Friday, November 18, 2005

Sabin, Florence Rena

Sabin was educated in Denver, Colorado, and in Vermont and graduated from Smith College in Massachusetts, in 1893. After teaching in Denver and at Smith to earn tuition money, she entered

Sunday, October 16, 2005

Breasted, James Henry

After graduate studies at Yale and Berlin, Breasted began teaching Egyptology at the University of Chicago in 1894. He compiled a record of every known Egyptian hieroglyphic inscription and

Wednesday, July 27, 2005

Philadelphia

Philadelphia has been described either as the elegant but rather jaded great lady or as the overage and sickly spinster of American cities. A more realistic look at Philadelphia, however, shows it to be a very

Monday, July 25, 2005

Pitcher, Molly

Molly Pitcher first enters the historical record in 1778. Her original surname is unknown, though she is thought to have been Irish. Military records indicate that her first husband, William Hays, enlisted as a gunner in a Pennsylvania artillery regiment in 1777. The nickname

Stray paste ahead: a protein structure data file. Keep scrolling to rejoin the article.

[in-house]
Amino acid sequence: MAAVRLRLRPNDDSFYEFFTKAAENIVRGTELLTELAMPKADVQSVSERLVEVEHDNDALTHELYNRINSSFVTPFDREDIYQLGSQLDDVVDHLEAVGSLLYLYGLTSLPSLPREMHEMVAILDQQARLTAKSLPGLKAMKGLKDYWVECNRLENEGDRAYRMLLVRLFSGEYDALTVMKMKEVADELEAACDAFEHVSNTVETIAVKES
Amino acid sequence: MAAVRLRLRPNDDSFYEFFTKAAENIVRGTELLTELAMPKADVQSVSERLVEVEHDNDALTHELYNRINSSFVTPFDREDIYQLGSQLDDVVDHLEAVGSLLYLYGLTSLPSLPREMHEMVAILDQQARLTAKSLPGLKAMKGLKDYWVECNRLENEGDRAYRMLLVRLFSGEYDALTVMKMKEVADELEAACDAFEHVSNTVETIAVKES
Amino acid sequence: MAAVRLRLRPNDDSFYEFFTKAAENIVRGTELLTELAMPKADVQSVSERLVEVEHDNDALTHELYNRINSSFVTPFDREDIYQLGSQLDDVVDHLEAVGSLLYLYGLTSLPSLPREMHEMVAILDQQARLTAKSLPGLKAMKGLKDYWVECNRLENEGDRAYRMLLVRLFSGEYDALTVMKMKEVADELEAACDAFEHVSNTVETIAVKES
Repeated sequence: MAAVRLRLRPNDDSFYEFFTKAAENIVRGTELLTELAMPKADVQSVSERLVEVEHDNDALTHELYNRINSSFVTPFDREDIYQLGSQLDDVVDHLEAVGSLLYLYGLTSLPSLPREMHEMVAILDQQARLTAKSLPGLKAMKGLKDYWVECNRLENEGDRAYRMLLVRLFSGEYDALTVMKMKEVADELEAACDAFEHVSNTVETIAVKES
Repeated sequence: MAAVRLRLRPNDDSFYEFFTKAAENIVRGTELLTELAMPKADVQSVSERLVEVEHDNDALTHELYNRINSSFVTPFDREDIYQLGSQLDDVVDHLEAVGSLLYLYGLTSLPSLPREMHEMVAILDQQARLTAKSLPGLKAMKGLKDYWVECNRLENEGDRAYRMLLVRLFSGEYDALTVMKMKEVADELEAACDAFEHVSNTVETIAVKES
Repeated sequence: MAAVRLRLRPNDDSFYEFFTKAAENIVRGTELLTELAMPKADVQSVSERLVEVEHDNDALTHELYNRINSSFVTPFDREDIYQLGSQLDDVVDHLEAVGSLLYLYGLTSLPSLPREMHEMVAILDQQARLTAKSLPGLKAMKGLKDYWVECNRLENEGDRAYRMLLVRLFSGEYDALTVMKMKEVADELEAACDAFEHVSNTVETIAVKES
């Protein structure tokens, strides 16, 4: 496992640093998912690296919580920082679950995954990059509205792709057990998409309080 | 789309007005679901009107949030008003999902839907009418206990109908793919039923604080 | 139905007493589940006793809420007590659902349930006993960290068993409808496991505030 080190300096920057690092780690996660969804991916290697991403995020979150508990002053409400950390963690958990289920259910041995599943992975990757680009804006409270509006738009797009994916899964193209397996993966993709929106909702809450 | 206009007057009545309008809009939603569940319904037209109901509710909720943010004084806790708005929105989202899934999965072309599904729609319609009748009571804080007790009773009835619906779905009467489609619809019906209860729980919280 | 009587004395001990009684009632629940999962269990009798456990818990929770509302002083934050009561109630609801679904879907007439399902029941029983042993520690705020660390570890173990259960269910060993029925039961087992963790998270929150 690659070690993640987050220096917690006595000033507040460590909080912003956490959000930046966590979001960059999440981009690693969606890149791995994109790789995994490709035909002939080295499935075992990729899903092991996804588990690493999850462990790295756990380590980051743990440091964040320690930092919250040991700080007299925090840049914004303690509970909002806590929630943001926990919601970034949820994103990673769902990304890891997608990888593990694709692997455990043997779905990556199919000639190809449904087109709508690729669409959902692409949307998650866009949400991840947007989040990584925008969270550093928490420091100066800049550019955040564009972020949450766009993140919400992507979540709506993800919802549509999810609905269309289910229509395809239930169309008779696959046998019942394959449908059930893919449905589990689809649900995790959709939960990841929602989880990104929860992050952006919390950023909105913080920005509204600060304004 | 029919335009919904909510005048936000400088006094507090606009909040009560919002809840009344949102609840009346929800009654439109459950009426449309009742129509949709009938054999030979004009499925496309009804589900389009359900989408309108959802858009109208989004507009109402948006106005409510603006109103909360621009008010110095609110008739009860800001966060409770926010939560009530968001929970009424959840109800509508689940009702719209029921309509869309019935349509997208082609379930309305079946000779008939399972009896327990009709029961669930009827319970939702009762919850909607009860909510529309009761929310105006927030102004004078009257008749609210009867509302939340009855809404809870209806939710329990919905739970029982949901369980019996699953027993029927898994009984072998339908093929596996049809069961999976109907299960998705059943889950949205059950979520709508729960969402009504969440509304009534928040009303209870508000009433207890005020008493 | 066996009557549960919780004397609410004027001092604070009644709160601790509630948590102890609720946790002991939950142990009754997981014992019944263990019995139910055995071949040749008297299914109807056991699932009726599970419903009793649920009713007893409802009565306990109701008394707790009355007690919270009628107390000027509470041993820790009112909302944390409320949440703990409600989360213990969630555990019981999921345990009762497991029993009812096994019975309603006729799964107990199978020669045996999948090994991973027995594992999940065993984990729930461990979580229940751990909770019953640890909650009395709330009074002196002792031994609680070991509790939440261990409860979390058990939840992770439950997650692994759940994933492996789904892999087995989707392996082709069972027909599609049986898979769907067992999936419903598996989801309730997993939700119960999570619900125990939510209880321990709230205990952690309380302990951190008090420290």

Saturday, July 23, 2005

Hellenistic Age, Science and medicine

The three great areas of Hellenistic scholarship were medicine, astronomy, and mathematics. Alexandria attracted Herophilus (fl. 3rd century BC) from Chalcedon, who refused to stand in awe of the accepted medical dogmas and was distinguished in systematic anatomy, and the notable physiologist Erasistratus (fl. 3rd century BC) from Ceos, who realized that the heart is the

Friday, July 08, 2005

Durfort Family

The family, which can be traced back to the 11th century, claims as a member Guy Aldonce I de Durfort (1605–65), Marquis de Duras, who raised three famous sons: Jacques Henri I (1625–1704), marshal of France (1675) and Duke de Duras (1689); Guy Aldonce II (1630–1702), marshal of France (1676) and Duke de Quintin (1691); and Louis (1638–1709), who went to England and became 2nd Earl of Feversham

Wednesday, July 06, 2005

Photosynthesis, The pathway of electrons

The general features of a widely accepted mechanism for photoelectron transfer, in which two light reactions occur during the transfer of electrons from water to carbon dioxide, were proposed by Robert Hill and Derek Bendall, in 1960. A modified scheme for this mechanism is shown in Figure 1. In this figure the vertical scale represents the relative potential (in volts)